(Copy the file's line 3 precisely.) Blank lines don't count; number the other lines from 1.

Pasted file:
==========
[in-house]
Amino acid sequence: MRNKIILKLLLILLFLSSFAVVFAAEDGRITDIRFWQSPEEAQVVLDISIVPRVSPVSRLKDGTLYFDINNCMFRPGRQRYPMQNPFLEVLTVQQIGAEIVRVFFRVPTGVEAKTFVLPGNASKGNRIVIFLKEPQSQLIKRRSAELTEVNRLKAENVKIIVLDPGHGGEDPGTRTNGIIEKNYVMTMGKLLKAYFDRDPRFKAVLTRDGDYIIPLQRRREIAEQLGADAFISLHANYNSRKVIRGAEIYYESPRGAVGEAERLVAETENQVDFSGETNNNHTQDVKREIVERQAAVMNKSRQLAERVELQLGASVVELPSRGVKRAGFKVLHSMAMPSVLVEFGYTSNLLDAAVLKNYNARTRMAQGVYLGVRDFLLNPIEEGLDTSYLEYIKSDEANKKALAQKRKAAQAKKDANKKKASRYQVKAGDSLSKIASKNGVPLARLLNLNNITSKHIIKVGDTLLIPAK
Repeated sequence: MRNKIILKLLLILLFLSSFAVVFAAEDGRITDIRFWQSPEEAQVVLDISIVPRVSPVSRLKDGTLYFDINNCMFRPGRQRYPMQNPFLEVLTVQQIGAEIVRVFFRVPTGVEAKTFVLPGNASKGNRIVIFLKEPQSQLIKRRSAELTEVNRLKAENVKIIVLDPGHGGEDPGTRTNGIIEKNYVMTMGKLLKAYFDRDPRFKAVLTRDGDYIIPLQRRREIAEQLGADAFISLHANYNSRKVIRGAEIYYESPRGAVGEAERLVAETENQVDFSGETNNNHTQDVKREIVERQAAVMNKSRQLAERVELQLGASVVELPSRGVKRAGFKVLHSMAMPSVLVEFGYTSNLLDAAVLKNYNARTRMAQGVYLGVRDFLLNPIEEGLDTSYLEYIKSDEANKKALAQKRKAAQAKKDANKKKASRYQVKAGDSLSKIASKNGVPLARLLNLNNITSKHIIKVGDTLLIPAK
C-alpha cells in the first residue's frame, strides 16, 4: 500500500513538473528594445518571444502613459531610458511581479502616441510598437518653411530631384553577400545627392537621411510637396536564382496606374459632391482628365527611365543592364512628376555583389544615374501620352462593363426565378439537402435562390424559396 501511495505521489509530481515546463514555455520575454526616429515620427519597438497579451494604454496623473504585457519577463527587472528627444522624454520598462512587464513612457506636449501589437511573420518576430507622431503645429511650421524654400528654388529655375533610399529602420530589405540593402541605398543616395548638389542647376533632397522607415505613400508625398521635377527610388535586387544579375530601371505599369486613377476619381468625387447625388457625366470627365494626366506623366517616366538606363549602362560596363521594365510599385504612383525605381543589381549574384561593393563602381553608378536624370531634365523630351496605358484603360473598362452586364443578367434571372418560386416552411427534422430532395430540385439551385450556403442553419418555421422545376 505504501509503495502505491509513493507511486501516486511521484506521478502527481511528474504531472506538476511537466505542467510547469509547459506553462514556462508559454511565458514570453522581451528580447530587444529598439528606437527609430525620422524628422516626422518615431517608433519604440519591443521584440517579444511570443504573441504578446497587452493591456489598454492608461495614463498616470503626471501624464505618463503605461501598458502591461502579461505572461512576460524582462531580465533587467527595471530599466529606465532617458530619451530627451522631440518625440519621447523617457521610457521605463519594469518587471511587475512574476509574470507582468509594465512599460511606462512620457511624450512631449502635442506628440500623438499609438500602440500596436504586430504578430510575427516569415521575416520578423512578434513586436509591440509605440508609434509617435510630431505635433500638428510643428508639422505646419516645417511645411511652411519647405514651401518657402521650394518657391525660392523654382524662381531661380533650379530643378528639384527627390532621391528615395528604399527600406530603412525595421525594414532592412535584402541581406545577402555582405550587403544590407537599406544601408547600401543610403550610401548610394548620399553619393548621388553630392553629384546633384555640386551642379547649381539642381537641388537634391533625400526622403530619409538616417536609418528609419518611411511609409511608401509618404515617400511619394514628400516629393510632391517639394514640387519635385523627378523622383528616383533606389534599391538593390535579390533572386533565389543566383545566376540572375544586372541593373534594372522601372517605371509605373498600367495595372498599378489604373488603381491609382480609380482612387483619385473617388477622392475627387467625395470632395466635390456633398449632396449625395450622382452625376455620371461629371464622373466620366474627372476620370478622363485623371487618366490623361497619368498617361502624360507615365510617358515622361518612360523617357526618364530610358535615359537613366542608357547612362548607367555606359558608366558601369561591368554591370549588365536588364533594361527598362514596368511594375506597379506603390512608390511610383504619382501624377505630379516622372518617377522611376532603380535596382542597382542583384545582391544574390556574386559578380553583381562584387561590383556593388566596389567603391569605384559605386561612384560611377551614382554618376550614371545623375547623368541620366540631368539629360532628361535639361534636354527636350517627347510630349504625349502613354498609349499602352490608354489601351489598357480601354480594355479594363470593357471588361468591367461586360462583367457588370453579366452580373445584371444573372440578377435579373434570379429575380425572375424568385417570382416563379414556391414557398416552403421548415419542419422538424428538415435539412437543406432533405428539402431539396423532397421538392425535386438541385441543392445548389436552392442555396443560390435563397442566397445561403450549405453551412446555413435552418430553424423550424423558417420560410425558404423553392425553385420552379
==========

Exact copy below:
Repeated sequence: MRNKIILKLLLILLFLSSFAVVFAAEDGRITDIRFWQSPEEAQVVLDISIVPRVSPVSRLKDGTLYFDINNCMFRPGRQRYPMQNPFLEVLTVQQIGAEIVRVFFRVPTGVEAKTFVLPGNASKGNRIVIFLKEPQSQLIKRRSAELTEVNRLKAENVKIIVLDPGHGGEDPGTRTNGIIEKNYVMTMGKLLKAYFDRDPRFKAVLTRDGDYIIPLQRRREIAEQLGADAFISLHANYNSRKVIRGAEIYYESPRGAVGEAERLVAETENQVDFSGETNNNHTQDVKREIVERQAAVMNKSRQLAERVELQLGASVVELPSRGVKRAGFKVLHSMAMPSVLVEFGYTSNLLDAAVLKNYNARTRMAQGVYLGVRDFLLNPIEEGLDTSYLEYIKSDEANKKALAQKRKAAQAKKDANKKKASRYQVKAGDSLSKIASKNGVPLARLLNLNNITSKHIIKVGDTLLIPAK